Just to make life more interesting (and in fact more helpful) for modern researchers, some notaries numbered their documents and/or made notations as to which numbered box (boîte) the documents were filed, usually in chronological order. (Filing cabinets didn’t exist in the 16- and 1700s.) On busy days, this could lead to two or more documents with the same number, as the finding aid will show. Notary Louis Chaboillez, who practiced 1787-1813 in Montréal and whose records included large numbers of fur-trade contracts, kept separate boxes and finding aids for those engagements.
In looking through notary records, therefore, your best bet is to look through the finding aids first (if they are available), then look up the actual documents. Otherwise go through the actual documents page by page, looking for ancestral names both on the outside “label” and in the actual documents, especially the signature pages, where your ancestor might appear as a witness rather than a participant in whatever transaction is being recorded.
By now I suppose you think that locating notary records for your Quebec ancestors is way too difficult. It’s not. For one thing, a notary who lived 500 miles from any of your ancestors or whose practice began decades after your ancestor crossed the border is unlikely to have records pertinent to your search—although it’s possible that he might have records for collateral relatives. Concentrate your search on notaries who practiced in an area at or near where your ancestors lived at the same time your ancestors lived there, and you’re fairly likely to find something useful.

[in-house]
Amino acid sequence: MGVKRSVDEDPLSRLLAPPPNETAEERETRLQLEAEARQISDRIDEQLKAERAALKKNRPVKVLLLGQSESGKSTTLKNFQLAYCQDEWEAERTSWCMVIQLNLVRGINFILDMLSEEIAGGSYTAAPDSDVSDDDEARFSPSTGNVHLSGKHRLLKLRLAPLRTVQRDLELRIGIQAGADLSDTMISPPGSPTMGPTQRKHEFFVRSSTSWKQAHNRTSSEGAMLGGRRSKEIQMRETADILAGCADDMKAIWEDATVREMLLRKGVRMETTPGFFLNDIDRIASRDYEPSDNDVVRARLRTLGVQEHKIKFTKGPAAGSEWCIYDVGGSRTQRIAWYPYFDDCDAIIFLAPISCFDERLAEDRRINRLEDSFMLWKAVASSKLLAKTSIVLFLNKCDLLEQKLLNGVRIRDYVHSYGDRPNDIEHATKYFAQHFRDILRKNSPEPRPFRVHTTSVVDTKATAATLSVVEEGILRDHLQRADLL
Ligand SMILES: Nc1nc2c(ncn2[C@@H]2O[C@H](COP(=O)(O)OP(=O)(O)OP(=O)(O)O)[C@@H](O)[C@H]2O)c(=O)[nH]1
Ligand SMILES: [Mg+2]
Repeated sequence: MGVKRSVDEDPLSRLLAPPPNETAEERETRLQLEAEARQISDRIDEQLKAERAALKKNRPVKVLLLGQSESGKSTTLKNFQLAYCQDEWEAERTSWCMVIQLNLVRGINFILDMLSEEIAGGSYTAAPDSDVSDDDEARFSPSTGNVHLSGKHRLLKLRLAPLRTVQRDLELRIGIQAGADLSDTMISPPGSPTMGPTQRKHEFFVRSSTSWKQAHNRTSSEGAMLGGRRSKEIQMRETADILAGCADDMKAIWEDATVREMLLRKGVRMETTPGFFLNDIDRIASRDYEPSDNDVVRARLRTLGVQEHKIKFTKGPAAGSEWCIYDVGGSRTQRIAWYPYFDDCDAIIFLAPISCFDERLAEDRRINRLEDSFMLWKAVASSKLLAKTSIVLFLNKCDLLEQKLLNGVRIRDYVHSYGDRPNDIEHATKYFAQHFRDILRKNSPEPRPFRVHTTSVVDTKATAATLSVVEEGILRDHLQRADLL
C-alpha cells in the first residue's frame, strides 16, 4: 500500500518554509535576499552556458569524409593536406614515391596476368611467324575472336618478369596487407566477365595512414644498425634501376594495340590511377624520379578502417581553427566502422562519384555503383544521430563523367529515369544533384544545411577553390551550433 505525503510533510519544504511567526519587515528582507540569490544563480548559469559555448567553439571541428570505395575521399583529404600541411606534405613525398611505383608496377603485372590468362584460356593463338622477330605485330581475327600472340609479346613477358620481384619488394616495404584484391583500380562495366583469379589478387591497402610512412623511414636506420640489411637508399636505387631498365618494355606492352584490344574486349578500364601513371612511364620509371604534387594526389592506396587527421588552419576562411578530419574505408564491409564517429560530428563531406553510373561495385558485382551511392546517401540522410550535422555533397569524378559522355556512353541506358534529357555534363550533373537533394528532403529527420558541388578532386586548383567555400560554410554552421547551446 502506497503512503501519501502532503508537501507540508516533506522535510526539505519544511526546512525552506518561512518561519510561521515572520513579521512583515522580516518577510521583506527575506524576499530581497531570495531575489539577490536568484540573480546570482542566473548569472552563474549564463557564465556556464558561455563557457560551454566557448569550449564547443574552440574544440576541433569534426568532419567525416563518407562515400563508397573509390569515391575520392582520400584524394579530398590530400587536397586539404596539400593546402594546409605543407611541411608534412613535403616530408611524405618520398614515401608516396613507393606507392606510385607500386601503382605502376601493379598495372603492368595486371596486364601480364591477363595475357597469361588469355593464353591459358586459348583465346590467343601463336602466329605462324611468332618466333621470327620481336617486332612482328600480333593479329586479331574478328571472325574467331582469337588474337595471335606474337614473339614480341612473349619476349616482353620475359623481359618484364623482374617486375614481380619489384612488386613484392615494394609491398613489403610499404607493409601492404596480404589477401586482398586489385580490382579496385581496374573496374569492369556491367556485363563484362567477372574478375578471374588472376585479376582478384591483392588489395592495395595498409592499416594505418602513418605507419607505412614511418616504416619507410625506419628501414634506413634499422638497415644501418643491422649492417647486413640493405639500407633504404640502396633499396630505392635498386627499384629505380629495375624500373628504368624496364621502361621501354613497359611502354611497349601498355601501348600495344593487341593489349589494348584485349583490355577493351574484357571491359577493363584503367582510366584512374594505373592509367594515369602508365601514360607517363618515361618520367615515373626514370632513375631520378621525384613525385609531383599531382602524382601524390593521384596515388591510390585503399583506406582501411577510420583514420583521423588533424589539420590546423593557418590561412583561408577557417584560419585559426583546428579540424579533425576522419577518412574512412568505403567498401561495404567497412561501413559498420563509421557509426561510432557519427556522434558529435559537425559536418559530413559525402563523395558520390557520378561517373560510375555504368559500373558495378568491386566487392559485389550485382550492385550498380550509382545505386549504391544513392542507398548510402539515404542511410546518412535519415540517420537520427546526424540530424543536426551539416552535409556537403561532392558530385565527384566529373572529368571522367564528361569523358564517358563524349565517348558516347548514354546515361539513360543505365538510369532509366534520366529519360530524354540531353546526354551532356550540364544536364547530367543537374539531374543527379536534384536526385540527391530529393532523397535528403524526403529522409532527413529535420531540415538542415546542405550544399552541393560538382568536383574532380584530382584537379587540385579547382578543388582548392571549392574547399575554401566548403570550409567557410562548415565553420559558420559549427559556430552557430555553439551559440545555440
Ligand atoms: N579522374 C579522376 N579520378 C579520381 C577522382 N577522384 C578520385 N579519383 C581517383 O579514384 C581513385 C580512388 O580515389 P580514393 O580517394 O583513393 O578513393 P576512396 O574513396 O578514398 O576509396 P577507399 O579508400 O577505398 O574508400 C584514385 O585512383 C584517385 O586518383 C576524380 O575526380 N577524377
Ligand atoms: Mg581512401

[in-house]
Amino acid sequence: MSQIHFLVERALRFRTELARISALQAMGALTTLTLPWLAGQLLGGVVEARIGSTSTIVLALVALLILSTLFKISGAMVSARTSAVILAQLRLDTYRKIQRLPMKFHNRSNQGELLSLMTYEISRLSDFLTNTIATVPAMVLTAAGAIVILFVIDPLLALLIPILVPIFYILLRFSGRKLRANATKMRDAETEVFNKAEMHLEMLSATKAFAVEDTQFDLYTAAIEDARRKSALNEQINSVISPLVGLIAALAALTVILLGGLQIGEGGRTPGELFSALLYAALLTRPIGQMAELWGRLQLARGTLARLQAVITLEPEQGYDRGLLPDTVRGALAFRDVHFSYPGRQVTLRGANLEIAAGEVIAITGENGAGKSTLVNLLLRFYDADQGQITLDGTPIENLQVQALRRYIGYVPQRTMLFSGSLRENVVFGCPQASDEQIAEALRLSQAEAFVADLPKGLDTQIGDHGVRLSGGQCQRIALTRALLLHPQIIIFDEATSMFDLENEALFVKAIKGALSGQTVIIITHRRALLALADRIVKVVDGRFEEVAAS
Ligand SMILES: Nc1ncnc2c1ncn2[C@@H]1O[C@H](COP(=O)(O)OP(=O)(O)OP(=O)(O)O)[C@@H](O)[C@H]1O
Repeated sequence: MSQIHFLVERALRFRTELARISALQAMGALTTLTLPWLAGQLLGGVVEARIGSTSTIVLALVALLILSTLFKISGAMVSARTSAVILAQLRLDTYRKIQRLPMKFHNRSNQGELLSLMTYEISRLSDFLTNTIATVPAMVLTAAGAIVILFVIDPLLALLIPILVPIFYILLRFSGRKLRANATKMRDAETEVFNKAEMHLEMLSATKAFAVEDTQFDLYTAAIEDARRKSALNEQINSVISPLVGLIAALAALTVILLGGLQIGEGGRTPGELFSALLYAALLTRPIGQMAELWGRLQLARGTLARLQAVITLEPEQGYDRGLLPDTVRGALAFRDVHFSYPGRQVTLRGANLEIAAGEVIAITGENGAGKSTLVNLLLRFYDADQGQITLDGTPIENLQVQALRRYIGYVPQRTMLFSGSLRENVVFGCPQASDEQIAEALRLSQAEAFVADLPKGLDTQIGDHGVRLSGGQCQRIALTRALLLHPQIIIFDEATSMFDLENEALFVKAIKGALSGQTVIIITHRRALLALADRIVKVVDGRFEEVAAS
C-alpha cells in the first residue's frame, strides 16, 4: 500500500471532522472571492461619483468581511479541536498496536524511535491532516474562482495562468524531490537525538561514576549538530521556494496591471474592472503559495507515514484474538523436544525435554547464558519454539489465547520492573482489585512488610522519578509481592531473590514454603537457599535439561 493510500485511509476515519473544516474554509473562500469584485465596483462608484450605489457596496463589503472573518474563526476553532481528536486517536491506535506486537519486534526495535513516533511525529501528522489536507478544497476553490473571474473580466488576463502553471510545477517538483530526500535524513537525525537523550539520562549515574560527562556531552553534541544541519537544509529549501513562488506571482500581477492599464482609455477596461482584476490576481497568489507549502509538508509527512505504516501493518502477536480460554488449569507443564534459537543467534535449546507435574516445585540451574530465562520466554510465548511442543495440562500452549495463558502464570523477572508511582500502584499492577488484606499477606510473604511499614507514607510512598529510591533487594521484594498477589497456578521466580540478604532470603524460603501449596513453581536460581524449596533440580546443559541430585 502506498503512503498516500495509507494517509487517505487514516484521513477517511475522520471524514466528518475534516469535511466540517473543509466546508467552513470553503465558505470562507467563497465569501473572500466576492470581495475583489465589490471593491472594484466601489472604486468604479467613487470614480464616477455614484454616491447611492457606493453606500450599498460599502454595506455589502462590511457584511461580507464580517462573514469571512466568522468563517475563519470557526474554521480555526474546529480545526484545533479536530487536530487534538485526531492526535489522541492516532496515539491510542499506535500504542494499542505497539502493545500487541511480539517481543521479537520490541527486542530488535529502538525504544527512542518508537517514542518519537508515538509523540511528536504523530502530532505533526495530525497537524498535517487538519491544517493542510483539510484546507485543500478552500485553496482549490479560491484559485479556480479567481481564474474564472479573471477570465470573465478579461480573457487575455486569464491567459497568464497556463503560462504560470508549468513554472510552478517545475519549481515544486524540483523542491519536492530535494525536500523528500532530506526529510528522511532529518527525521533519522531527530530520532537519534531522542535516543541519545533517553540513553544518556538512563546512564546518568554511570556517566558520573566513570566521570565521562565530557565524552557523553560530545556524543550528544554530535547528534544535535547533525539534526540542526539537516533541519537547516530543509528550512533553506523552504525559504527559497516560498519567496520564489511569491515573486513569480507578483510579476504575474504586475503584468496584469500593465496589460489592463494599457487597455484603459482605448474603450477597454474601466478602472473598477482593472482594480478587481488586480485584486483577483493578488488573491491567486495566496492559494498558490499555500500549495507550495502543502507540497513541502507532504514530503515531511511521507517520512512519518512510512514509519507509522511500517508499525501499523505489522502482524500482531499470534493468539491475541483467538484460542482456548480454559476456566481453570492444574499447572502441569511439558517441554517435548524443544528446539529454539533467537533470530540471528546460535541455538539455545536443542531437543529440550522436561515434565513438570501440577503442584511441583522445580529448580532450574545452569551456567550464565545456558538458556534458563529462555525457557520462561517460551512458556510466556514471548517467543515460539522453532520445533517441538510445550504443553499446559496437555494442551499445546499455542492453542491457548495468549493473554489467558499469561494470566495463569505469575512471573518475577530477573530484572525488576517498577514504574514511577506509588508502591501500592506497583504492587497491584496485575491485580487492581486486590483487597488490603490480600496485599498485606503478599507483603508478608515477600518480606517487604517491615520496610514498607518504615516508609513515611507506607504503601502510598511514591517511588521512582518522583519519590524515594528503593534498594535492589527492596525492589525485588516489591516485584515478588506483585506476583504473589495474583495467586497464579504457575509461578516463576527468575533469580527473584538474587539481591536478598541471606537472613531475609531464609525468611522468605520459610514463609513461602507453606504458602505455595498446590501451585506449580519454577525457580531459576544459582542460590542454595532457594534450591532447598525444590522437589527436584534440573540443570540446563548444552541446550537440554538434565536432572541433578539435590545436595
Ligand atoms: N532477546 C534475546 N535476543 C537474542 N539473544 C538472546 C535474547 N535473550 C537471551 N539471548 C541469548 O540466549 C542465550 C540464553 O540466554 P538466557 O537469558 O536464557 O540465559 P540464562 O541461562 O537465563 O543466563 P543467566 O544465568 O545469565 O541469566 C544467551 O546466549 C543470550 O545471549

Now from some really good news: although you can still rent microfilms from the Family History Library (you go online to set up an account, order and pay for the films online, and view the films at your local Family History Center (LDS church), there is now another source for notary records: Ancestry.com.
I was delighted when Ancestry began putting the finding aids for notary records online, but now they are also putting the actual notary documents online. This will require a subscription which lets you access Canadian records, but there are frequent “tryout” periods when you can access them for free, particularly when Ancestry is airing its “Who Do You Think You Are” series on television. Your local Family History Center may have a full-access subscription which you can use as a patron; your local Genealogy Society or even a college or university library may also have a full-access subscription. (These days, few public libraries can afford it, but if and when the economy revives you might be able to go there also for access.)